The Whale Chaser is the story of Vince Sansone, the eldest child and only son in a
large Italian-American family, who comes of age in 1960s Chicago. A constant disappointment
to his embittered father -- a fishmonger who shows his displeasure with his fists -- Vince
finds solace by falling in love. Classmate Marie Santangelo, the neighborhood butcher's
winsome daughter, entices him with passionate kisses and the prospect of entering her family's
business. Yet he pursues Lucy Sheehan, an older girl with a reputation, who has also been
victimized by the adults in her life.
When Vince abruptly flees Chicago he ends up in Tofino, a picturesque fishing town
on the rugged west coast of Vancouver Island in British Columbia. He finds a job
gutting fish, then is hired by Tofino's most colorful dealer, Mr. Zig-Zag, and joins
the thriving marijuana trade. Ultimately, through his friendship with an Ahousaht native
named Ignatius George, he finds his calling as a whale guide.
Vince must come to terms with the consequences of his own actions as well as his
family's version of la storia segreta, the unspoken story of how his grandfather,
like thousands of other Italians and Italian Americans, was evacuated from prohibited
zones on the West Coast and, like hundreds of others, was interned in a prison camp
after the bombing of Pearl Harbor. Set in the turbulent decades of the Vietnam war
and the drug and hippie counterculture, The Whale Chaser is a powerful story
about the possibility of redemption.
"The Whale Chaser is a masterful merger of story and history, metaphor and metaphysics,
explanation and confession. Ardizzone's eye, ear and recollection are incredible; the story is
not merely set in Catholic Chicago in the 1960s or in the counter-culture haven of Vancouver
Island in the 1970s, it recreates those places and times -- idiom, states of mind, complexities
of custom and religion and expectation and desperation. His precise language more than describes;
it turns scenes of both violence and love into incredible experiences. And the voice of his
character, Vince Sansone, is so note-perfect it is hard to remember this is fiction, not memoir.
Vince's hard-won wisdom is so naturally expressed one hopes he is really out there, sailing with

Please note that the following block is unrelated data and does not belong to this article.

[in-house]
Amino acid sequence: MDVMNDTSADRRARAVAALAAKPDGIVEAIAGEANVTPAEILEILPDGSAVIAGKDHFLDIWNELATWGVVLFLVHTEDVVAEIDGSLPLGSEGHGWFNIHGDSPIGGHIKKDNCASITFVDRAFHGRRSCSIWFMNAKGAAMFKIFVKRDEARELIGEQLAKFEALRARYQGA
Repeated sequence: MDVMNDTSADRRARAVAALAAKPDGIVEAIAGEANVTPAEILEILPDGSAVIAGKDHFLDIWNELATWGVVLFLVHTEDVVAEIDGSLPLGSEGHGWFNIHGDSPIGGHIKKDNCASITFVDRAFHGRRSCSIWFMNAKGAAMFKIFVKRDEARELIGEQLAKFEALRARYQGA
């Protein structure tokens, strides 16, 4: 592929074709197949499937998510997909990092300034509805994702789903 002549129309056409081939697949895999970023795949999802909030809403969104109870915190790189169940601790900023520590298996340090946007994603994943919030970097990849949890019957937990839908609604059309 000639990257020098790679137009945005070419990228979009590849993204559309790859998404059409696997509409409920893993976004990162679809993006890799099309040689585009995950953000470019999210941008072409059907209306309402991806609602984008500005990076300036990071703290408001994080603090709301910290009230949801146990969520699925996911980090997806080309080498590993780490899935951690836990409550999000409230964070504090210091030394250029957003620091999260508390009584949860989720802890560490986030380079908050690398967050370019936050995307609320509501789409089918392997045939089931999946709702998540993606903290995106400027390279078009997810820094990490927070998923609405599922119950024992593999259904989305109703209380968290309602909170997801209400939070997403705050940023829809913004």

the whales, showing the tourists something that will take them out of themselves, if only
for a moment." -- David Bradley, author of The Chaneysville Incident
"A sumptuous and inspirational read. . . . How powerful the urge to escape! At home the teenage
Vince Sansone struggles for space among three damaged immigrant generations in a single Chicago
brownstone, yet out in the streets the `60s have begun to exert their own pressures, even more
formidable. The American dream seems a specter. The clueless Marie may cuddle sweetly in the
back seats of the cars awaiting repair in a friend's garage, yet she's more of the same
'big mousetrap' of a neighborhood, snaring Vince more painfully. Yet once the boy escapes -- how
powerful the remorse! So his story cartwheels back and forth between 'Nam-burdened America and
flower-power Canada, between monsters from the last World War (the deportations and confiscations
that still haunt Italian Americans) and the freaks of the late '60s (the blonde and willowy Harmony
may take Vince to bed, but she also, firmly, puts the 'greaser' in his place). It's all a big,
two-hearted odyssey. Whatever our voyager's port of call, he comes up against a leviathan. Each
time our young man achieves some kind of sentimental education; better yet, he renders these
discoveries with an avidity that shifts and matures but never loses its receptivity to awe.
Whether Vince is taking a punch, tripping on good Pacific Northwest acid, or simply out hatless in
the wet and cold, he can break rousingly into Kerouackian incantation. With The Whale Chaser
Tony Ardizzone has achieved his masterpiece, and at the same time -- off-handedly, with true
sprezzatura -- one of the two or three greatest novels ever of the Italian-American
quandary." -- John Domini, author of Earthquake I.D.
"Ardizzone has a knack of saying out loud what you've always felt and never put into words....
Through sin, redemption, death and resurrection, Ardizzone's latest goes deep into the 1960s and
'70s to give us a tale worthy of our attention." -- Fred Gardaphé, author of From Wiseguys
to Wise Men
Academy Chicago Publishers press release
Jacket design by Joan Sommers
THE WHALE CHASER
Academy Chicago Publishers * October 2010 * ISBN 978-0-89733-610-9